Prime Minister Benjamin Netanyahu visited Israeli troops fighting in the Gaza Strip on Monday, vowing to stay the course of the war even with the death toll mounting. His trip came hours after Gazan health officials reported that a devastating overnight strike on a crowded neighborhood had killed dozens.

It was the Israeli leader’s second known visit to Gaza since the war began. Mr. Netanyahu has been facing increasing pressure from the United States to lower the intensity of the war, but he said on Monday that Israel would “deepen” the fighting in coming days.

The strike late Sunday in central Gaza underscored the risk to civilians as fighting intensifies. Gazans were mourning the victims in the neighborhood, Al Maghazi, where many who have fled fighting in other parts of the enclave have sought shelter.

Photos of the aftermath on Monday showed a gray concrete building gaping with dark holes where rooms used to be. At the foot of the building was a mound of debris, where men appeared to be digging for survivors, or bodies, without the aid of any heavy equipment.

The Gaza Health Ministry initially said 70 people had died in Sunday’s attacks on Al Maghazi, with many others still buried. But the difficulty of reaching residents in Gaza, where electricity shortages and communications blackouts have frequently obscured the picture of the war’s fallout, meant the details were blurry.

Gazan Health Ministry officials blamed Israeli airstrikes for the deadly attack on Al Maghazi. Israel’s military said Monday it was reviewing the episode.

Mohammed Abed, 36, a journalist from Al Maghazi, said he saw bodies among the collapsed buildings. He said he had been told there were about seven strikes on the area, including four on residential buildings. The damage, he said, strewed the entrances to the neighborhood with so much debris that people could not easily enter or exit.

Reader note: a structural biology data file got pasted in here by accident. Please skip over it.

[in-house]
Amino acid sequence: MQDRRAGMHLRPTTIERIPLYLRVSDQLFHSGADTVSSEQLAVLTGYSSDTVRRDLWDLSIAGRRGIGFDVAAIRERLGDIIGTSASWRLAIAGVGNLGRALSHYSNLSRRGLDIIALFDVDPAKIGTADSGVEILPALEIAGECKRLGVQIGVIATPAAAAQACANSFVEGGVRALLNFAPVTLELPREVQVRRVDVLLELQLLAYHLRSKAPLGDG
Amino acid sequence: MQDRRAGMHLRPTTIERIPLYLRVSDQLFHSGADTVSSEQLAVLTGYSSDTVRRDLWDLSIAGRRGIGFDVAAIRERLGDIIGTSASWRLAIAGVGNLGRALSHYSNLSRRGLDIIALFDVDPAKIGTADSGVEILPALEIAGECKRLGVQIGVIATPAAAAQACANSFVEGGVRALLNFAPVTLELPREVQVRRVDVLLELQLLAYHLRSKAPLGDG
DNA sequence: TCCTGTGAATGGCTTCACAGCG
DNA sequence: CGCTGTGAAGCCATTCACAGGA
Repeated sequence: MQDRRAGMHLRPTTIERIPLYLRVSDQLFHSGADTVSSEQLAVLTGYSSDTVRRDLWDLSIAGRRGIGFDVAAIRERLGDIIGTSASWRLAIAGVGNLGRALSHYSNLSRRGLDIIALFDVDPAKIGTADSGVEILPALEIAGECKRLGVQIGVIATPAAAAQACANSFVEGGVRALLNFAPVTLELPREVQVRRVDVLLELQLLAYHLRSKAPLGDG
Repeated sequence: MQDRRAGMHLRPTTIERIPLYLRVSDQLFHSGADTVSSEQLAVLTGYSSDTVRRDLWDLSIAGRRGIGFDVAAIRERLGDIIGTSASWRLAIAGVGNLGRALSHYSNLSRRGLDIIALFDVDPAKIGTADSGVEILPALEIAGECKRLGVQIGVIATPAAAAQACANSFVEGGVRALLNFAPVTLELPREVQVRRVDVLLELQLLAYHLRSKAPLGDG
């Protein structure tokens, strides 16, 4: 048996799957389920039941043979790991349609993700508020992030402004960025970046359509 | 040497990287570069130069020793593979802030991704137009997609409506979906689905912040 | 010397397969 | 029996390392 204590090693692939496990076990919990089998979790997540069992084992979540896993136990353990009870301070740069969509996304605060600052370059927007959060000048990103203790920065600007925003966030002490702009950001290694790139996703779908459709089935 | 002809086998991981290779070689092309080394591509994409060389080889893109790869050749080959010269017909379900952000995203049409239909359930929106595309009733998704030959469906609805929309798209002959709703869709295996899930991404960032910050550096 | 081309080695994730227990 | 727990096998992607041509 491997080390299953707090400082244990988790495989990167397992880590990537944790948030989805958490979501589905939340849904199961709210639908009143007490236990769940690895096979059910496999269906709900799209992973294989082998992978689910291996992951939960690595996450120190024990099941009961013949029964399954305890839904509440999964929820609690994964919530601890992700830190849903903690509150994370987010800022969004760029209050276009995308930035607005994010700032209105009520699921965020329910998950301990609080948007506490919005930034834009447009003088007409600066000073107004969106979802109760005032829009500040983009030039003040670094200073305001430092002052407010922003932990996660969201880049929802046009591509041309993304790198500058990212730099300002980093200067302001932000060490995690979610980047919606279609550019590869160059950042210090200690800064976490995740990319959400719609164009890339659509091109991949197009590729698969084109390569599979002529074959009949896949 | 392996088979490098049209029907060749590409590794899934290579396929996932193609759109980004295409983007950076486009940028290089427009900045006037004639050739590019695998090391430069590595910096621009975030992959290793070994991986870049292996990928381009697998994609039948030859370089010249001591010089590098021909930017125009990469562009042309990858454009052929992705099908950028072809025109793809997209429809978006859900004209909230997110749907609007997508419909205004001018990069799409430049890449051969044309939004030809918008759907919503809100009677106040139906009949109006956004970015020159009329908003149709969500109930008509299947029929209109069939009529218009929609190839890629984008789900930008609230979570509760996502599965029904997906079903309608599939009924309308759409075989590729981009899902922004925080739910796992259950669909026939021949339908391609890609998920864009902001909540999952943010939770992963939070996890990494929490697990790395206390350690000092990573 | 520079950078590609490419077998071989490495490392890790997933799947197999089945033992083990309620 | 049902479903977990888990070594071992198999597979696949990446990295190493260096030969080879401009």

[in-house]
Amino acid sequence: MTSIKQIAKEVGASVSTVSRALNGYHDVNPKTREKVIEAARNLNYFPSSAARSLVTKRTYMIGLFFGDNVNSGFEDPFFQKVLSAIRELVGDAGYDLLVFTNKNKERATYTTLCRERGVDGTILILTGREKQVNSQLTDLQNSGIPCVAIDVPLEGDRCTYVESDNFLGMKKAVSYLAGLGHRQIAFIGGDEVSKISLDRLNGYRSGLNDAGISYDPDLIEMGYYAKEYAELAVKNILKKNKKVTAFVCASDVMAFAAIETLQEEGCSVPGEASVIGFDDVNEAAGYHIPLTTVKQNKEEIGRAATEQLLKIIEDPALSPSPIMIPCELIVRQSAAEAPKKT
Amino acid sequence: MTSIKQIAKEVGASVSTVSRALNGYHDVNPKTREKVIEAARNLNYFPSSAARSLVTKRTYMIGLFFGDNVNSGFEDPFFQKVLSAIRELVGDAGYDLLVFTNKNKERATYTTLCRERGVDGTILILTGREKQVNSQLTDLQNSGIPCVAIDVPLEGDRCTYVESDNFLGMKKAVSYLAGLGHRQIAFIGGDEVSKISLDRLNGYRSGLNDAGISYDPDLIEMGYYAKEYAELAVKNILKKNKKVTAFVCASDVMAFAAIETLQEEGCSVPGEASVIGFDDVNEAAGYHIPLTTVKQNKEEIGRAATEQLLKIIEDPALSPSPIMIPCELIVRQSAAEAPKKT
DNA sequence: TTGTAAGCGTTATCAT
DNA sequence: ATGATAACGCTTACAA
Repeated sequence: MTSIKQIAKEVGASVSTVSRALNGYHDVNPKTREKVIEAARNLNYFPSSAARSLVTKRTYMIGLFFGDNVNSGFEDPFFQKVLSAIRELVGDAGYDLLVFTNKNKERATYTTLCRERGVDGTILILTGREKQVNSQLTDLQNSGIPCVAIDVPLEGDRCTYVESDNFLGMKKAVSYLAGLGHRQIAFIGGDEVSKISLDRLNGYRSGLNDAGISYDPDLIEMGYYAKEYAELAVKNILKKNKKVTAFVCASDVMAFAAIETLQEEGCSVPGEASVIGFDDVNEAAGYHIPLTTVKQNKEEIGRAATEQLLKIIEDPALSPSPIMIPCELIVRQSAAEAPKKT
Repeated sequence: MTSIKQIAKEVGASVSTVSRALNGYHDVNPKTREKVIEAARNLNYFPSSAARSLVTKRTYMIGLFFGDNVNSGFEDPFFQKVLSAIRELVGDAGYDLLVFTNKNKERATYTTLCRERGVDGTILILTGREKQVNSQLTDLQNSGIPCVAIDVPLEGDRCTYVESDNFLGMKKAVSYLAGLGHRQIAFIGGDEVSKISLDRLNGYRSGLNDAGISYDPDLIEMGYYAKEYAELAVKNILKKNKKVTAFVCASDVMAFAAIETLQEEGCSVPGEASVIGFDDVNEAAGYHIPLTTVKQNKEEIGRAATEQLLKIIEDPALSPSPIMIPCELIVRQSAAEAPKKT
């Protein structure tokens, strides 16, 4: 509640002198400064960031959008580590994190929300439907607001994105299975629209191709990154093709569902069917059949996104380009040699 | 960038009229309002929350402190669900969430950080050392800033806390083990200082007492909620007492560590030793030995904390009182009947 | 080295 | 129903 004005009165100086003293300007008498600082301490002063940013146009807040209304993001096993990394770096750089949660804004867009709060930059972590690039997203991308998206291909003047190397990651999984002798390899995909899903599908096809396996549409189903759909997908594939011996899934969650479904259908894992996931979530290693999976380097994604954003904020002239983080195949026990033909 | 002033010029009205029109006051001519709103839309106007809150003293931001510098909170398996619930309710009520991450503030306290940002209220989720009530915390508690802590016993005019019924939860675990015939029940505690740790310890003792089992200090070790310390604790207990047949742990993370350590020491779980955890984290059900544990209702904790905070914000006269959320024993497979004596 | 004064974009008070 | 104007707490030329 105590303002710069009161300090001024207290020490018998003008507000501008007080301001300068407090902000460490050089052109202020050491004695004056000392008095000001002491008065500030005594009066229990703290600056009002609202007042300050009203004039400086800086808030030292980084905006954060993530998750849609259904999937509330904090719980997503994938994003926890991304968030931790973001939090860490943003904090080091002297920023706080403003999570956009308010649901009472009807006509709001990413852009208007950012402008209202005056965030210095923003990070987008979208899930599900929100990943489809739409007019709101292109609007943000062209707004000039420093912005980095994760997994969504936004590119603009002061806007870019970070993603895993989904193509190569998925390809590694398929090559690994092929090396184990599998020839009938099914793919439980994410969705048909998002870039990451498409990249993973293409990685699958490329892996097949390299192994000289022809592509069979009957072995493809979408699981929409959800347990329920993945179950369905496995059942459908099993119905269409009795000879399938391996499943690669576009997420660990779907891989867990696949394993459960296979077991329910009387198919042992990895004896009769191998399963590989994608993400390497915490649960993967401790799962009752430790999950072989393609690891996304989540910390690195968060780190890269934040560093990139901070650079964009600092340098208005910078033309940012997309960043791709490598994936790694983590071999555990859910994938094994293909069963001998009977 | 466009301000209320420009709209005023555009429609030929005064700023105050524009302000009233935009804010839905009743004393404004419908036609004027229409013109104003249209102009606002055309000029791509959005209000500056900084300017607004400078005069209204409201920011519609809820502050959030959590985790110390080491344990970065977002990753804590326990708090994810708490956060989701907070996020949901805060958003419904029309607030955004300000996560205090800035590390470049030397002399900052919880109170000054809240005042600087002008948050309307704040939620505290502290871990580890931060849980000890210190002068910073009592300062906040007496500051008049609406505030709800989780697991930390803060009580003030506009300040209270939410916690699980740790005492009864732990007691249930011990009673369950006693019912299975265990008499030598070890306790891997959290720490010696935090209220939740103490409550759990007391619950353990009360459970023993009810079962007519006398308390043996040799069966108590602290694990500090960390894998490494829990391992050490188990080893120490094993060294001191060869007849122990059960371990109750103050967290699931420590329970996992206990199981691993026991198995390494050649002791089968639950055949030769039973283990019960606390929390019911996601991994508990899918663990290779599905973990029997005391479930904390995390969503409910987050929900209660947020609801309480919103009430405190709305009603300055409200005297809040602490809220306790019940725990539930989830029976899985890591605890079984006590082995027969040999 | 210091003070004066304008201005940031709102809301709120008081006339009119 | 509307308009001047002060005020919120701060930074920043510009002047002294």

Mr. Abed said one man, named Moen Ziyadeh, had been pulled from the rubble, still alive. But, he said, there were too many others to tend to, too many wounded and too few ambulances. Mr. Abed said he had watched Mr. Ziyadeh succumb to his wounds and die.

“These rockets, it’s like they’re made to destroy mountains, not people,” said another resident, Mohamed Abu Shaah, who had taken shelter at an acquaintance’s house in Al Maghazi with his wife and seven daughters.

As the Gazan death toll has soared and civilians have been pushed into smaller and smaller corners of the enclave, international calls for a cease-fire have grown. While Mr. Netanyahu’s government has said it is planning for a new phase of the fighting, the Israeli leader has repeatedly insisted that his military will keep up the war in Gaza until all of its goals are achieved.

“We’re not stopping, we are continuing to fight and are deepening the fighting in the coming days,” he said in a statement released by his Likud party on Monday, adding that “this will be a long battle, and it is not close to ending.”

Mr. Netanyahu is under sustained pressure from the Israeli public to free the remaining hostages who were seized during the Hamas-led attack on Israel on Oct. 7. That goal, which would likely entail negotiations with Hamas, is potentially at odds with the prime minister’s other avowed objective of wholly destroying the militant group.

After returning from Gaza on Monday, Mr. Netanyahu argued that military pressure had been critical to securing the release of about 100 hostages in a November exchange and that a sustained military campaign would be necessary to free those Israelis still in captivity.